As most entrepreneurs can attest, motivation ebbs and flows. Some days, you’re ready to hit the ground running while other days, all you want to do is hit the snooze button and do anything but work.
When this feeling hits, it’s really hard to get yourself into gear. But we’ve all been there – myself included – which is why I decided to create this list of things you can do to feel more motivated.
I’ve shared this something like this with you in the past and thought an updated list might be helpful – especially since many of you may be struggling with this during the pandemic when you’re stuck at home, surrounded by distractions.
All of these suggestions are super simple to implement and they can help you get more done each day even when you just want to stay in bed.
Let’s take a look…
Get to the root
Sometimes, a lack of motivation can be symptomatic of something else that’s going on. It can stem from a deep-seated fear or insecurity. Or, it can come from being over-extended.
Here are some of the most common reasons that can lead you to feeling unmotivated:
Avoiding discomfort – Often, we put off doing things that make us feel bad in some way. If a task is boring, we’ll likely find it difficult to feel motivated. Or, if we perceive a project to be difficult or time-consuming, our lack of motivation may come from wanting to avoid those uncomfortable feelings.
Feeling overwhelmed – If you have a lot going on in your life, you’ll likely feel overwhelmed and stressed. And these feelings can totally tank your motivation.
Experiencing self-doubt – We’ve all gone through this before. When we think we won’t be good at something or that we just flat out can’t do it, it can make us feel like we don’t even want to try.
Not feeling enthusiastic or committed – There are certain tasks we need to do that are a means to an end. We know we need to get them done but we just don’t feel excited about them. We also might not feel all that committed to a particular goal. We might feel obligated to complete a task, but our heart isn’t in it.
All of these feelings and experiences can contribute to a lack of motivation. So the next time you feel like you’d rather do anything but work on a particular task or project, see if you can identify your feelings’ underlying cause.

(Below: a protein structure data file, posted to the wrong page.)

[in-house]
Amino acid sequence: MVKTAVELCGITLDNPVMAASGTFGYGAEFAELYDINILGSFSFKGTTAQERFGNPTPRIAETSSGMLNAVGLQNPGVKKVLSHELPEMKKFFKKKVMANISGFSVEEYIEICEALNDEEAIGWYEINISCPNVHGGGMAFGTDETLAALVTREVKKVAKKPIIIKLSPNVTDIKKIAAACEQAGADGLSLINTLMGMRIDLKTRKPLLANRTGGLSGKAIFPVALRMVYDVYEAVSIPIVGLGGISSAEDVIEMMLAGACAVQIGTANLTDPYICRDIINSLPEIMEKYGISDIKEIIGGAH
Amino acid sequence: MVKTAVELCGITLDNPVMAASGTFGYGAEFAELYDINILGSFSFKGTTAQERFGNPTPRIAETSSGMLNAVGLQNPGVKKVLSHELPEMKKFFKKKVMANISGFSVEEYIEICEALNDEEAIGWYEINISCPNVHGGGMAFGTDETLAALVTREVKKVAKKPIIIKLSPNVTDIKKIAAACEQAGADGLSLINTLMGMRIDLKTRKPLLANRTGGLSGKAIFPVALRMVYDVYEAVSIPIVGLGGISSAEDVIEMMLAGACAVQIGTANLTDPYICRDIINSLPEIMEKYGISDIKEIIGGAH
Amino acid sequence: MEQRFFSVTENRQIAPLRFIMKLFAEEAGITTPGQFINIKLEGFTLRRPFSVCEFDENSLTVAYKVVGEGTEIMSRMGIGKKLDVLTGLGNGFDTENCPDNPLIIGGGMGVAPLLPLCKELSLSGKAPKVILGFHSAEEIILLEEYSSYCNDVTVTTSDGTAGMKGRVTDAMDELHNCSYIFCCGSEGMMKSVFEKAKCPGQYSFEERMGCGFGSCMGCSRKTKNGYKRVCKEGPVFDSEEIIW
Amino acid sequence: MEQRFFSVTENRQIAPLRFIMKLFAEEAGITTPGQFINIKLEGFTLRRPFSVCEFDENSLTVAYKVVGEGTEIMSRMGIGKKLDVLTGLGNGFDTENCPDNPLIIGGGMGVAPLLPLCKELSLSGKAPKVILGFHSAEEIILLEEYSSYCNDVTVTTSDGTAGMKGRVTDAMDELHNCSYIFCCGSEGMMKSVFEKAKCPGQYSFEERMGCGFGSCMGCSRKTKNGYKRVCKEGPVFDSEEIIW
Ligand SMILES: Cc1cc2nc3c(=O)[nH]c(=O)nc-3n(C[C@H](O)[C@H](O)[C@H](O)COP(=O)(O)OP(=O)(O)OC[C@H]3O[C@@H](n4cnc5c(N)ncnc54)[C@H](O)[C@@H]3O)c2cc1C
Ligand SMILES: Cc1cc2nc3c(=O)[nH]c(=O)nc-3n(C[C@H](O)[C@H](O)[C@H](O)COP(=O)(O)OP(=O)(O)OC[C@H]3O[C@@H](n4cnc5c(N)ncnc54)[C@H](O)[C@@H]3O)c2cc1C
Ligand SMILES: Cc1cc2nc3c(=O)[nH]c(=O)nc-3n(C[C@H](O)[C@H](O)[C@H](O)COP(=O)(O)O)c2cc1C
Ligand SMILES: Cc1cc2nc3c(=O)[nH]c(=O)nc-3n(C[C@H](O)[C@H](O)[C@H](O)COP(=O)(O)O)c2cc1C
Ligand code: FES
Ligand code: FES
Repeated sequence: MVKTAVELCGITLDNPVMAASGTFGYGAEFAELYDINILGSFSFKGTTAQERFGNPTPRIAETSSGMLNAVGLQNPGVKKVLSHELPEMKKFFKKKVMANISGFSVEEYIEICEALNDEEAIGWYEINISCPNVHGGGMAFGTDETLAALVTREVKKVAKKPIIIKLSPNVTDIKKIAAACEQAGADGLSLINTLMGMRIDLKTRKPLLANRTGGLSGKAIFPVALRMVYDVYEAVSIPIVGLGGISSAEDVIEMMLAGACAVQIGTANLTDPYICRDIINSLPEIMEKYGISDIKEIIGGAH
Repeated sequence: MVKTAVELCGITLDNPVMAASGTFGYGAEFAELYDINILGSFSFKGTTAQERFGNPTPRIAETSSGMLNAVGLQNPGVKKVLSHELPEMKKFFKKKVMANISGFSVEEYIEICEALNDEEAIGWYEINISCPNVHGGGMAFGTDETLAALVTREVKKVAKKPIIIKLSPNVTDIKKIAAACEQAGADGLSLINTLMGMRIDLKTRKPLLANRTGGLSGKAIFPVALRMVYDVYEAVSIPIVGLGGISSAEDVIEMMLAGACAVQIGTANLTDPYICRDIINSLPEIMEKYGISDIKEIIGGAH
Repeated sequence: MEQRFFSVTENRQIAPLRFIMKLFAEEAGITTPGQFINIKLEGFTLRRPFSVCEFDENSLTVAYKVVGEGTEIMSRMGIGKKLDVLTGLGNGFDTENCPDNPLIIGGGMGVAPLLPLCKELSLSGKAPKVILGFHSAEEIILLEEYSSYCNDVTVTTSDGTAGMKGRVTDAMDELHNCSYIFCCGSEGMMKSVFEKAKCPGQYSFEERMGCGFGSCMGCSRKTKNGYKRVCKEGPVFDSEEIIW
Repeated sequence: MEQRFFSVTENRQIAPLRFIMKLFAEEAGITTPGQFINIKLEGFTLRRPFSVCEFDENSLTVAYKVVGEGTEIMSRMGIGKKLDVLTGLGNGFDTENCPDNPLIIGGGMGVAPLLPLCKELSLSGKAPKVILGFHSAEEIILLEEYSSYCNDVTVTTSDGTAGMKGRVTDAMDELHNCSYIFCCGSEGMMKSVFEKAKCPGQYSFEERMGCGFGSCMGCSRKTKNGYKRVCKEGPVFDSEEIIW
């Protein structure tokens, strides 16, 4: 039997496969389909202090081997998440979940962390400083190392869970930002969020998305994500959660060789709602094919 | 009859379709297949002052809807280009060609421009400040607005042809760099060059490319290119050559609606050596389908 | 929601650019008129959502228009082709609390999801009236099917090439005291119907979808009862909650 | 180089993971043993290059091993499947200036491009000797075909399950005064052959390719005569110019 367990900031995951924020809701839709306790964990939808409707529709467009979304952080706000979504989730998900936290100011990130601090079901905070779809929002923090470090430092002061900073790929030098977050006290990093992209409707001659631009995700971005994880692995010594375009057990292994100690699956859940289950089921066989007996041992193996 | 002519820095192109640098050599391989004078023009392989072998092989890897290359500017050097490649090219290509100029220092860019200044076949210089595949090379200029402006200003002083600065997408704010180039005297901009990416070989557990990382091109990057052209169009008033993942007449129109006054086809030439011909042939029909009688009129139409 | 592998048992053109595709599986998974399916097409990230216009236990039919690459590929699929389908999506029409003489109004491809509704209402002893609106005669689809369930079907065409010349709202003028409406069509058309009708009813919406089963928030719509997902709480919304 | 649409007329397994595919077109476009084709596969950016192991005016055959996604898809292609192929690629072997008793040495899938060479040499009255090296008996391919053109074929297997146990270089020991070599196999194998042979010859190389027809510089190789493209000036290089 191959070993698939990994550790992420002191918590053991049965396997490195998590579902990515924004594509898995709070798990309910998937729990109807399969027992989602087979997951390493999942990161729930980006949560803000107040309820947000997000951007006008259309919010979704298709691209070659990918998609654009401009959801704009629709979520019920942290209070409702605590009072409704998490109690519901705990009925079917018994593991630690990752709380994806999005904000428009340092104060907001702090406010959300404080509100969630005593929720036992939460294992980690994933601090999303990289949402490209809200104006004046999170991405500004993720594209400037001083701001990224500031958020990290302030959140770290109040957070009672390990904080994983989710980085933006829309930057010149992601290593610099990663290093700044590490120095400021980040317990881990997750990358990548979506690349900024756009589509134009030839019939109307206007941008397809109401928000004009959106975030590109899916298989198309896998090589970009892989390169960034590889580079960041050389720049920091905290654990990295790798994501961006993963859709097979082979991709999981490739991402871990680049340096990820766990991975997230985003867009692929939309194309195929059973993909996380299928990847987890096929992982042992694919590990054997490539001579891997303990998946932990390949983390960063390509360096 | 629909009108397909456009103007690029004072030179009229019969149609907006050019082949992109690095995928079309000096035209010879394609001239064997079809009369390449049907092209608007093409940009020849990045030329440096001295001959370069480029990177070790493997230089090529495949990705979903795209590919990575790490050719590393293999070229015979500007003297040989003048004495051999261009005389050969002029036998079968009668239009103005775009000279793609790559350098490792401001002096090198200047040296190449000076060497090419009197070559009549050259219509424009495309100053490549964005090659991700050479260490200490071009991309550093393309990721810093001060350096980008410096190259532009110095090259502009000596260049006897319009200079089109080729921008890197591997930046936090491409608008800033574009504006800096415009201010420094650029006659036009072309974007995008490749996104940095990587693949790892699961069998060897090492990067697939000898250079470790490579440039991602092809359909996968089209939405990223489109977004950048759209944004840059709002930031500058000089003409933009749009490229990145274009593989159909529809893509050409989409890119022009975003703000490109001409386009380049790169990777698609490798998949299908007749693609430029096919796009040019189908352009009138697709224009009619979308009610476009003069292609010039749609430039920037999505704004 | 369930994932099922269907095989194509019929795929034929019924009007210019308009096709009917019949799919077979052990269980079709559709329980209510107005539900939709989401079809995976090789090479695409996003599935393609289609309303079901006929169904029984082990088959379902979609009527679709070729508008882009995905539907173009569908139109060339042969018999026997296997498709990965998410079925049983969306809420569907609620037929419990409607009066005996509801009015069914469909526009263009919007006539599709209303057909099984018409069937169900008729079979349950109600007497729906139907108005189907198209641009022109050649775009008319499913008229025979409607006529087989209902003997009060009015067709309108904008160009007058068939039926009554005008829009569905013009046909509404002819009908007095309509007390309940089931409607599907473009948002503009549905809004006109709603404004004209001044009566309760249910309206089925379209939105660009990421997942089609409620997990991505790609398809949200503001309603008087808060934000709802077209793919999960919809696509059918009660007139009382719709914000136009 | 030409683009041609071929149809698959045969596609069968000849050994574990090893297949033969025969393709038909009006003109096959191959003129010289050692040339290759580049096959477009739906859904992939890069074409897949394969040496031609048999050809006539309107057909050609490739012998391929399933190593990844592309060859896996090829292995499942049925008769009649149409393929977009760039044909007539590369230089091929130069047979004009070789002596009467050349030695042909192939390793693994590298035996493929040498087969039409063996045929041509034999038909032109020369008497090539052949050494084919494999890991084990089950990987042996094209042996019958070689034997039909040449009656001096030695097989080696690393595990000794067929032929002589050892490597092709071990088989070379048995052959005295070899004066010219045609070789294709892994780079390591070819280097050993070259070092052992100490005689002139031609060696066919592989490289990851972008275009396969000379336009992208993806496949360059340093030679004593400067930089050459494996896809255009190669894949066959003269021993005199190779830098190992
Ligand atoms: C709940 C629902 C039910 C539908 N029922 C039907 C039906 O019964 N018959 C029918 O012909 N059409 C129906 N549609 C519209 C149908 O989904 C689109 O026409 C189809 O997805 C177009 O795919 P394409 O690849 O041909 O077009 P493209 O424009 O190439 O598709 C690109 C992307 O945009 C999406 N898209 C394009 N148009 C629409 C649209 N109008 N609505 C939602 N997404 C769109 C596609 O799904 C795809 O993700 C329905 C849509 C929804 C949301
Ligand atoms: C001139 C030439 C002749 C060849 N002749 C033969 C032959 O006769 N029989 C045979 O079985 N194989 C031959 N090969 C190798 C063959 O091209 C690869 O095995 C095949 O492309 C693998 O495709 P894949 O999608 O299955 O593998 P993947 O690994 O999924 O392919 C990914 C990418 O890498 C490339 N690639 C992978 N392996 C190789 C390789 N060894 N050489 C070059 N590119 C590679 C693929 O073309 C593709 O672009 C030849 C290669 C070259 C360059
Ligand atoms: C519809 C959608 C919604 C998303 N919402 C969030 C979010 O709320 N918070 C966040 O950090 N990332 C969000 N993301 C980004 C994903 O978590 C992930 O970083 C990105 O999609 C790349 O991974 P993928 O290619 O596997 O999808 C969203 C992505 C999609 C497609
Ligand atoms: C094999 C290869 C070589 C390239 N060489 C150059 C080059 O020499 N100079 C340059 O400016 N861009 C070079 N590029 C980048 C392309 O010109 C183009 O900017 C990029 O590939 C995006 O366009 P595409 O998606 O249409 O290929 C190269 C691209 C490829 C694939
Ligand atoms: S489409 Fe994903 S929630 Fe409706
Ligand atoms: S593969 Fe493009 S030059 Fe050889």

Getting to the root of the issue helps you better assess how to correct it. For example…
If we’re avoiding discomfort – We can find a way to make a task more fun or enjoyable. Or, we can break it down into smaller, more manageable pieces if we find it challenging or time-consuming.
If we’re feeling overwhelmed – We can look at our workload to see where we can trim some fat or come up with a schedule and become more organized about all of the things we need to get done.
If we’re experiencing self-doubt – We can become more mindful of the negative scripts running through our heads and actively combat feelings of self-doubt by replacing them with more positive, encouraging words of affirmation.
If we’re not feeling enthusiastic or committed – Again, we can find ways to make a task feel more entertaining. Or, we can focus on how good we’ll feel once we’ve completed the task or project and no longer have it on our plate.
Fake it ’til you make it
Sometimes, you might be able to “trick” yourself into feeling motivated. During the pandemic, many of us have found ourselves working from home more than usual. Accordingly, many people have opted to stay in their pajamas all day and work from their bed or couch, sometimes even in front of the TV.
And working under these conditions can really zap your motivation.
So, if you’ve been finding yourself in a similar situation, try changing your behavior/routine. Change out of your pajamas and put on actual clothes. You can still be comfortable. Just put something on other than what you slept in. And try to create a designated workspace for yourself.
You can also ask yourself questions like, “What would I be doing right now if I felt really motivated? What would I be wearing? Where would I be sitting?”
Then, try to create that situation as best as you can, and hopefully, real motivation will follow.
Check your perspective
If you’re feeling unmotivated, you probably have a number of negative voices in your head telling you things like, “It’s too hard. You’re not good enough. You can’t do it. It’ll take forever. You won’t be successful.”
It’s a lot easier to come up with a list of reasons NOT to do something that it is to find the motivation to follow through on projects and goals. But we actually have a lot more control over our feelings and thoughts than we think. And with a bit of effort, we can flip the script on the negative voices running through our heads.
Whenever you’re plagued by thoughts of self-doubt and failure, actively challenge those thoughts by arguing the opposite.
The next time your head says, “It’s too hard. You’re not good enough,” say, “It’s challenging, but I’m smart and capable, and I can do it.”
The next time your head says, “It’ll take forever. You won’t be successful,” replace those thoughts with “I will budget my time, and my hard work and perseverance will pay off. I will be a success and achieve my goals.”
Think about what you would say to a close friend if they were speaking negatively about themselves. What would you say to them to be encouraging and supportive?